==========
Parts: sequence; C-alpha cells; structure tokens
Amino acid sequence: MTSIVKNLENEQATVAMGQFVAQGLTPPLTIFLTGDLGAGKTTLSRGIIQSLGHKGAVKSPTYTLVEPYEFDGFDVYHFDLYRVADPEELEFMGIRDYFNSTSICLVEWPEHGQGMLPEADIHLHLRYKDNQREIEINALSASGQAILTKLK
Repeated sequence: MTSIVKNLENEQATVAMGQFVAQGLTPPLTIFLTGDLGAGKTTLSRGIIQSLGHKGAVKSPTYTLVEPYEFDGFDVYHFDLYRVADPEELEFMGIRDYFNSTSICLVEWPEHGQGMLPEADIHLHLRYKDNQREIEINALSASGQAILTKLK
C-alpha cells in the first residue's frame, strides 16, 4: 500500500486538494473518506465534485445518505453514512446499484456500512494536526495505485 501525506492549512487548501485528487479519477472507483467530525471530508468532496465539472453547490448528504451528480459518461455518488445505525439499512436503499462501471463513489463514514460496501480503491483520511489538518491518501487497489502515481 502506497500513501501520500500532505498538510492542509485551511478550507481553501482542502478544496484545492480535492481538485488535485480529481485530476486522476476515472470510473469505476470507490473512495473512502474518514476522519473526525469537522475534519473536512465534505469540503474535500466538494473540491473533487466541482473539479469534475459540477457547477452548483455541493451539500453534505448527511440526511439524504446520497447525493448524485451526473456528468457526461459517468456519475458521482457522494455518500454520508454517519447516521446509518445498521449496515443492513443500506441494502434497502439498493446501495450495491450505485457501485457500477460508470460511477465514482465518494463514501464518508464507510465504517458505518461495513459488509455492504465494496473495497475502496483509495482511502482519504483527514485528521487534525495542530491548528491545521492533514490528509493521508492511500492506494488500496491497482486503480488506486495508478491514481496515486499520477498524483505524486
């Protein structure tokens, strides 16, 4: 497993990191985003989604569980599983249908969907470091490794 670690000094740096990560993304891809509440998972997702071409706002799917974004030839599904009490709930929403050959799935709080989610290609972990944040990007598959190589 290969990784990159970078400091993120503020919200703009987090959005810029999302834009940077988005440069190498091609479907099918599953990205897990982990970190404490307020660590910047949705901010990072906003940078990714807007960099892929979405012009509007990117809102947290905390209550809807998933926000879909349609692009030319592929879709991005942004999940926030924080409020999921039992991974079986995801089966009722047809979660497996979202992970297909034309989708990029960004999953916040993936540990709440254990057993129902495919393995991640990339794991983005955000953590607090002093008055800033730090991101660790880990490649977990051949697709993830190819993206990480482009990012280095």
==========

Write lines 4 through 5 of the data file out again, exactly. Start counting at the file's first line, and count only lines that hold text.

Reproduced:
C-alpha cells in the first residue's frame, strides 16, 4: 500500500486538494473518506465534485445518505453514512446499484456500512494536526495505485 501525506492549512487548501485528487479519477472507483467530525471530508468532496465539472453547490448528504451528480459518461455518488445505525439499512436503499462501471463513489463514514460496501480503491483520511489538518491518501487497489502515481 502506497500513501501520500500532505498538510492542509485551511478550507481553501482542502478544496484545492480535492481538485488535485480529481485530476486522476476515472470510473469505476470507490473512495473512502474518514476522519473526525469537522475534519473536512465534505469540503474535500466538494473540491473533487466541482473539479469534475459540477457547477452548483455541493451539500453534505448527511440526511439524504446520497447525493448524485451526473456528468457526461459517468456519475458521482457522494455518500454520508454517519447516521446509518445498521449496515443492513443500506441494502434497502439498493446501495450495491450505485457501485457500477460508470460511477465514482465518494463514501464518508464507510465504517458505518461495513459488509455492504465494496473495497475502496483509495482511502482519504483527514485528521487534525495542530491548528491545521492533514490528509493521508492511500492506494488500496491497482486503480488506486495508478491514481496515486499520477498524483505524486
């Protein structure tokens, strides 16, 4: 497993990191985003989604569980599983249908969907470091490794 670690000094740096990560993304891809509440998972997702071409706002799917974004030839599904009490709930929403050959799935709080989610290609972990944040990007598959190589 290969990784990159970078400091993120503020919200703009987090959005810029999302834009940077988005440069190498091609479907099918599953990205897990982990970190404490307020660590910047949705901010990072906003940078990714807007960099892929979405012009509007990117809102947290905390209550809807998933926000879909349609692009030319592929879709991005942004999940926030924080409020999921039992991974079986995801089966009722047809979660497996979202992970297909034309989708990029960004999953916040993936540990709440254990057993129902495919393995991640990339794991983005955000953590607090002093008055800033730090991101660790880990490649977990051949697709993830190819993206990480482009990012280095």